Around 5,000 people have signed up for the phase I clinical trial of recombinant novel coronavirus vaccine in Chinese city Wuhan where the virus first emerged late last year.
The recruitment for participants ended this week with nearly 5,000 volunteers signing up for the trial, state-run Beijing News reported on Wednesday.
A single-centre, open and dose-escalation phase I clinical trial for recombinant novel coronavirus vaccine (adenoviral vector) will be tested in healthy adults aged between 18 and 60 years, according to the ChiCTR (China Clinical Trial Register).
The trial, led by experts from the Academy of Military Medical Sciences, gained its approval on March 16 and the research is expected to last half a year.
Requiring at least 108 participants, the trial will be conducted in Wuhan, capital of Hubei province, the region worst-affected by the virus in the country, state-run China Daily reported.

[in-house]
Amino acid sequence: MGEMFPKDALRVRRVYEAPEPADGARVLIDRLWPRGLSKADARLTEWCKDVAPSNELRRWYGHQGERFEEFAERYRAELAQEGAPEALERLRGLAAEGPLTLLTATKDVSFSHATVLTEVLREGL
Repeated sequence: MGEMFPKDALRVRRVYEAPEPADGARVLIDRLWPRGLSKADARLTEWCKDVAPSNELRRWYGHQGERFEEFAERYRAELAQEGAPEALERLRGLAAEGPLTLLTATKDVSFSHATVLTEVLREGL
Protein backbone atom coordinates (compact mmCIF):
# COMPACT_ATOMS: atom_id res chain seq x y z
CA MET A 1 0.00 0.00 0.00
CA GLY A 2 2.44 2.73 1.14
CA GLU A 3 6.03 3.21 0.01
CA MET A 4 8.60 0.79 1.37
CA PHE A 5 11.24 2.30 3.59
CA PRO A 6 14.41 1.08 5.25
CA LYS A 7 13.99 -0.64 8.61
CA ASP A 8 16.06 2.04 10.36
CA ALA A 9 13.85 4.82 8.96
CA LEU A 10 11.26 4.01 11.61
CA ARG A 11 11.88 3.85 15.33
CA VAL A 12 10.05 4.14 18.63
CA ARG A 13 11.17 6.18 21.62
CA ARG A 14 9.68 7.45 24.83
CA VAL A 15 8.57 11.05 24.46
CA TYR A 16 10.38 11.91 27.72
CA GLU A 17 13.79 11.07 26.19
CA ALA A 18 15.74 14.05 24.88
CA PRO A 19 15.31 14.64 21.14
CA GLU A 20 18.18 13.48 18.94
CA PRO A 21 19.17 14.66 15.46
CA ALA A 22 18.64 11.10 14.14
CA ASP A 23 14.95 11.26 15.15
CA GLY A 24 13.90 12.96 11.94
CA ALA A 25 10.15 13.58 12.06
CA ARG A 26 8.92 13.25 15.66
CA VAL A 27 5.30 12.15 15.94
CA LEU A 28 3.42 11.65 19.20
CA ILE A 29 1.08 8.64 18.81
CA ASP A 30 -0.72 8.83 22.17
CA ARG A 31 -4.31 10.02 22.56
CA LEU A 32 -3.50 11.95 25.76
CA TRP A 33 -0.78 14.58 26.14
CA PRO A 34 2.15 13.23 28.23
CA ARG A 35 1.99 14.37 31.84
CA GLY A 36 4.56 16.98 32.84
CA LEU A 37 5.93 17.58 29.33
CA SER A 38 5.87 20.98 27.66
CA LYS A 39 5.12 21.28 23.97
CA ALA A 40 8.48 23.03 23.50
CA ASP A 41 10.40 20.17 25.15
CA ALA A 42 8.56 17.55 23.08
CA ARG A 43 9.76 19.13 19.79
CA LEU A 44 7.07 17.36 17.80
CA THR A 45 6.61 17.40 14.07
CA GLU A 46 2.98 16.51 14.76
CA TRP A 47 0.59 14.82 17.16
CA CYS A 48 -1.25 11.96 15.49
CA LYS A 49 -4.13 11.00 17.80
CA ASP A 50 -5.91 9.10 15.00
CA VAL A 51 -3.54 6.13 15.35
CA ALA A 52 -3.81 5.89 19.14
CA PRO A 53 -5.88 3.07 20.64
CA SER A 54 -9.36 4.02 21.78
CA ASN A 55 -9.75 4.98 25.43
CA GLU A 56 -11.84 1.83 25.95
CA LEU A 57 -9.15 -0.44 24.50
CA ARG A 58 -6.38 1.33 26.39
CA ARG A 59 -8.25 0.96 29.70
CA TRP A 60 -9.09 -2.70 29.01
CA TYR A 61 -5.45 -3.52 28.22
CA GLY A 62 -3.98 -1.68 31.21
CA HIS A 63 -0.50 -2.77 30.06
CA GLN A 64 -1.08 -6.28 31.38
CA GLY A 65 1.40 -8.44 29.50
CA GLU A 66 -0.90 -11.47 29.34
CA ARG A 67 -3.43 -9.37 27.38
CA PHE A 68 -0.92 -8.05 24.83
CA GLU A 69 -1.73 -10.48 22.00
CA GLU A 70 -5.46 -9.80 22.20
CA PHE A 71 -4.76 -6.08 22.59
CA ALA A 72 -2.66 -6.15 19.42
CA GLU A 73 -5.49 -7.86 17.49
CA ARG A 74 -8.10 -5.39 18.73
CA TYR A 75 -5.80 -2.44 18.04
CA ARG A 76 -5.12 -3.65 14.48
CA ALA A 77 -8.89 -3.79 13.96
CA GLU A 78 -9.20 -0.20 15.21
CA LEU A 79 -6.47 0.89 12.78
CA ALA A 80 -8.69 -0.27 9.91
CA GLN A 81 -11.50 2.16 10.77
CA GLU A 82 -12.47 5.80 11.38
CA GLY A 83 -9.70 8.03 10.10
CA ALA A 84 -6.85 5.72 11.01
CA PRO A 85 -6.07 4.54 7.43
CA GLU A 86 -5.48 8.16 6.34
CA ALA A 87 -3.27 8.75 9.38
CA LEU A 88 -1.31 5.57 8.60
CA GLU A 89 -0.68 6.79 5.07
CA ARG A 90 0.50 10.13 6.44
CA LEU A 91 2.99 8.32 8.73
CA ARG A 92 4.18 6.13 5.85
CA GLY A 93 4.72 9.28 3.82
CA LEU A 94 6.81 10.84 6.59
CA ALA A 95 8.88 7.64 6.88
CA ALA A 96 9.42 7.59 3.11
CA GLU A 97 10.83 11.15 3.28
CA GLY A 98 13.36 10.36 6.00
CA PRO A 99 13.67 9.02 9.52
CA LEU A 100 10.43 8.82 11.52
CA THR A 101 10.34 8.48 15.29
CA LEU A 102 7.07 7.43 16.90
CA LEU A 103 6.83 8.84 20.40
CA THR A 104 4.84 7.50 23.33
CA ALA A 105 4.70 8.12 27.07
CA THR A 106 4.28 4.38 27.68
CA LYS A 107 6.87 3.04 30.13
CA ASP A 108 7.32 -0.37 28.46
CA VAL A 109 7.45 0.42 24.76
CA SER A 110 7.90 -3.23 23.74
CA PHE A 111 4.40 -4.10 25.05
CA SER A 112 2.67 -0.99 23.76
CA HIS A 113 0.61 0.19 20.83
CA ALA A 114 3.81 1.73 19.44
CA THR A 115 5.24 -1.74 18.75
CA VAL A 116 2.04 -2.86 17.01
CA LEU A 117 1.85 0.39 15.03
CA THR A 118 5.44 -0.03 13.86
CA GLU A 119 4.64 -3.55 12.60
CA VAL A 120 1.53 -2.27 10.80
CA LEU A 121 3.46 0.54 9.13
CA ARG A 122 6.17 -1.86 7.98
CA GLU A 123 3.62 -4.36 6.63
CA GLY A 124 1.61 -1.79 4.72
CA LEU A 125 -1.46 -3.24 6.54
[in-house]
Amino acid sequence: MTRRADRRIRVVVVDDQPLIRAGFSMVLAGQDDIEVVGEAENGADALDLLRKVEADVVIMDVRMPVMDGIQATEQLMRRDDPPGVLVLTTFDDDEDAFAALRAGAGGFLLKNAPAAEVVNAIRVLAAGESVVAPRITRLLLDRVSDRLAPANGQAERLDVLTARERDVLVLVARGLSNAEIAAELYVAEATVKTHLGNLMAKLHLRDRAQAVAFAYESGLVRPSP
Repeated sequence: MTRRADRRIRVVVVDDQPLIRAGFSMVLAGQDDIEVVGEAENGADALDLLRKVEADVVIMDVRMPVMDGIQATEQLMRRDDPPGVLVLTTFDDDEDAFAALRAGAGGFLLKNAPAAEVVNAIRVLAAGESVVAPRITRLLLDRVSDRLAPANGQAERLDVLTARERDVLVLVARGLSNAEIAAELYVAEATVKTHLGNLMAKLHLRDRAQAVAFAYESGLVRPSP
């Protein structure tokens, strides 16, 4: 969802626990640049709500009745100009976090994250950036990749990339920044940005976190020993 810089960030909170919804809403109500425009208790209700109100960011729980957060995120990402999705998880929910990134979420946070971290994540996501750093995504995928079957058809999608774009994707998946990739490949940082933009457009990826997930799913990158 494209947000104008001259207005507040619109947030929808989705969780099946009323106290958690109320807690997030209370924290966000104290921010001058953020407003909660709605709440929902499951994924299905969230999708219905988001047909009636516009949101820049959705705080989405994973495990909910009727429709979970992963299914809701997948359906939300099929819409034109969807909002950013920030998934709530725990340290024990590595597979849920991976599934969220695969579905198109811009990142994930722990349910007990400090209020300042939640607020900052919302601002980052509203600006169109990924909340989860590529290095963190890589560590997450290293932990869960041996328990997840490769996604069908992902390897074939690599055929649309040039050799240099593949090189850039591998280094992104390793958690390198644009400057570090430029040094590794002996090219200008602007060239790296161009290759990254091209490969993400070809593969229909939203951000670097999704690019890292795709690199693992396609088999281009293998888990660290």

Participants will experience 14-day quarantine restrictions after being vaccinated and their health condition will be recorded every day.
Chinese scientists are hastening the development of COVID-19 vaccines through five approaches --- inactivated vaccines, genetic engineering subunit vaccines, adenovirus vector vaccines, nucleic acid vaccines and vaccines using attenuated influenza virus as vectors.
So far, most teams are expected to complete preclinical research in April and some are moving forward faster, Wang Junzhi, an academician with the Chinese Academy of Engineering said.
Wang noted that research and development of COVID-19 vaccines in China is not slower than foreign counterparts and has been carried out in a scientific, standardised and orderly way.
China has stepped up the process to finalise vaccines to counter COVID-19 after Kaiser Permanente research facility in Seattle and Washington stole the march and began human trials.
China lifted tough restrictions on the Hubei province on Wednesday after a months-long lockdown as the country reported no new domestic cases.
But there were another 47 imported infections from overseas, the National Health Commission said. In total, 474 imported infections have been diagnosed in China -- mostly Chinese nationals returning home.